“I feel bad about leaving.”
Those are words that I have heard many times from employee’s considering leaving one of my companies to go on to a new opportunity.
I’ve seen it enough to know that the feeling is common and genuine. Departing employees often feel a deep sense of loyalty to their company. They sometimes even view their departure as a betrayal.
This is a real dilemma for someone like you who is looking to live out a calling with your professional life. You want to be doing work that serves your calling, which sometimes means leaving your current role (even if it’s a great gig), in order to pursue the work that is going to be most fulfilling to you and of most service to others.
And yet, precisely because you are a conscientious person who has made it your mission to be excellent at work, you are torn between pursuing your calling and the loyalty that you feel toward your employer.
This got me thinking: How much loyalty does an employee actually owe an employer?
This answer may surprise you – especially since I most often sit as the employer.
Beyond a hard day’s work in exchange for a paycheck, an employee owes NOTHING to a company. – Click to Tweet
The Truth About Your Relationship with Your Employer
The company’s responsibility is to drive profits in the most effective way possible. If this means that for some reason you no longer help the employer reach this aim, the company can and will terminate your services.
This dynamic should work both ways.
When an employer no longer provides you what you need in the form of compensation and professional development then you have every right to terminate the relationship without guilt.
This is an especially important lesson for people like you, people who see their work not simply as a job but as their life’s great calling. In his most recent book,Mastery, Robert Greene puts it nicely (bolding is mine):
In Dealing with your career and its inevitable changes, you must think in the following way: You are not tied to a particular position; your loyalty is not to a career or your company. You are committed to your Life’s Task, to giving it full expression. It is up to you to find it and guide it correctly. It is not up to others to protect or help you. You are on your own.
What this means for employees (and employers)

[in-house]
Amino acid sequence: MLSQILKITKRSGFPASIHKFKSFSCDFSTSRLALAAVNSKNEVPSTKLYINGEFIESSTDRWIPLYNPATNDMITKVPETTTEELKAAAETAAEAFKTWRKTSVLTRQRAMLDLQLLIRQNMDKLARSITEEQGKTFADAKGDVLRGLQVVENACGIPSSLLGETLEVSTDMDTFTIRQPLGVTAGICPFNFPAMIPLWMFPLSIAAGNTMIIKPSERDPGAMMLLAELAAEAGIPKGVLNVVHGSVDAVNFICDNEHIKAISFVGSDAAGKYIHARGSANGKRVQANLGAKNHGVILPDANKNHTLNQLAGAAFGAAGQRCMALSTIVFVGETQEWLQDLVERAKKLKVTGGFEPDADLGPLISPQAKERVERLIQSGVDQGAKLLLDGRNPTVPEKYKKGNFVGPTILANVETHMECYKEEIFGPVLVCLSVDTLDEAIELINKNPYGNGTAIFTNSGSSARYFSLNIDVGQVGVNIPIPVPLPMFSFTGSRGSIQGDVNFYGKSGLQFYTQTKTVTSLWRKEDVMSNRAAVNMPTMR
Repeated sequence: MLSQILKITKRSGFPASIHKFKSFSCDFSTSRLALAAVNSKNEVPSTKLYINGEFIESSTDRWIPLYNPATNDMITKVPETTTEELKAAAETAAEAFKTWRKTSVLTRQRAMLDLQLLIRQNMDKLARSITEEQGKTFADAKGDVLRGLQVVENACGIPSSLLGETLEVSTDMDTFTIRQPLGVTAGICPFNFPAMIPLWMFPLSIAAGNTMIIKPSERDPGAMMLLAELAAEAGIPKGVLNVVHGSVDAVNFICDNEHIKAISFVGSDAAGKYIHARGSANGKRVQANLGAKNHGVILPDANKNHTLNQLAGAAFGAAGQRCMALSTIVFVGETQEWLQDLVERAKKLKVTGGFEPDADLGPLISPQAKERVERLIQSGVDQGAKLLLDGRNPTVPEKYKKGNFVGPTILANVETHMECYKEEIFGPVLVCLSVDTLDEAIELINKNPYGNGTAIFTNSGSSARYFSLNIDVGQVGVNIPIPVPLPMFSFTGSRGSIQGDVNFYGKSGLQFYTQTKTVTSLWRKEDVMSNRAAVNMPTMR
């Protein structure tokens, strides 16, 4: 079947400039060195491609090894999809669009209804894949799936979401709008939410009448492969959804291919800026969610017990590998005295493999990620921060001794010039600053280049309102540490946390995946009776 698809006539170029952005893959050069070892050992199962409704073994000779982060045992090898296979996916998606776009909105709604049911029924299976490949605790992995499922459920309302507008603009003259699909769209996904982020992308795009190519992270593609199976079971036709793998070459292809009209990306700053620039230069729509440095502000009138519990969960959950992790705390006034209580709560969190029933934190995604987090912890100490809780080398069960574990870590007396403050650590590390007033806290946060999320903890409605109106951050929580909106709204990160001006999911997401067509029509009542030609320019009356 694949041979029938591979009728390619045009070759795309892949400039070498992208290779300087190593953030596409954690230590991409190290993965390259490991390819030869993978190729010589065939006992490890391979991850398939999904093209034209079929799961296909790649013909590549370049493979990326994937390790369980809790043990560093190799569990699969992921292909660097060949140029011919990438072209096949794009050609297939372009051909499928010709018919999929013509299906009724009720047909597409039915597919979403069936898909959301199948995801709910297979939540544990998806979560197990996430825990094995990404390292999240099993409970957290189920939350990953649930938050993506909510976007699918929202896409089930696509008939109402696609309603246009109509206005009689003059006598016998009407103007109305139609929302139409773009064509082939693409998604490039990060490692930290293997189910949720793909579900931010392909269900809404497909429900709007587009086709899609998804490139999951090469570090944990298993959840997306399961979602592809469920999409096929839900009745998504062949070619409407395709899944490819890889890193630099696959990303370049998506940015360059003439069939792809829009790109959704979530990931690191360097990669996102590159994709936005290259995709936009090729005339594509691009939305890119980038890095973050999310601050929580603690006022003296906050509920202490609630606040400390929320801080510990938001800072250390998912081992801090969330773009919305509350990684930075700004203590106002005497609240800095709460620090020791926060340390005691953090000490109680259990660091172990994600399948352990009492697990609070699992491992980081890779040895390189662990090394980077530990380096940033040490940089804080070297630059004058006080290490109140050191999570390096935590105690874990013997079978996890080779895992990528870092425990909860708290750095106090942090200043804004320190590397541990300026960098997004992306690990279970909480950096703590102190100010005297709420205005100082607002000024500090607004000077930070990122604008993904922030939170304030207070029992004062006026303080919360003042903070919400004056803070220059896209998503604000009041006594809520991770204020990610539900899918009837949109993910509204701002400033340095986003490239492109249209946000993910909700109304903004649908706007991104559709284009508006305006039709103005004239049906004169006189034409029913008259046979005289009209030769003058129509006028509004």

This reality does NOT mean that you should pursue anything less than excellence in your current role simply because it’s not your final role. Quite the opposite. Since you are in pursuit of a calling, you have more than just money as a motivator. For you, being excellent where you are now is mission critical.
As well, this does NOT mean that you cannot develop loyalty toward individuals that you work with. Some of those relationship will be vitally important for you personally and professionally long after you have left your current role.
Loyalty is an integral part of any long-term relationship. Still, feelings of loyalty toward individual coworkers should not stand in the way of you pursuing and expressing your calling. Find an artful way to pursue your life’s great work with abandon and not burn your friends along the way.
If you end up on the other side of the table and become the employer, remember that your employees don’t owe you anything more than a hard days work. If you want to have long standing relationships with great employees, you’re going to need to capture more than their wallets.
You will need to capture their hearts with a vision for work that matters. You will also need to capture their attention and imagination by showing them a path where they can grow within your organization. Otherwise, they’ll go elsewhere to find the growth they desire.
And even if you do all of this, there will still come a point when a motivated employee needs to move on to find the growth that she’s looking for.
In that case, remember: no hard feelings.
Here’s the point:
Jobs are important. Careers are fine and companies can be great. None of these, though, should stand in the way of your calling.
What do you think? Do you feel overly loyal to your employer? Why or why not? Leave a comment.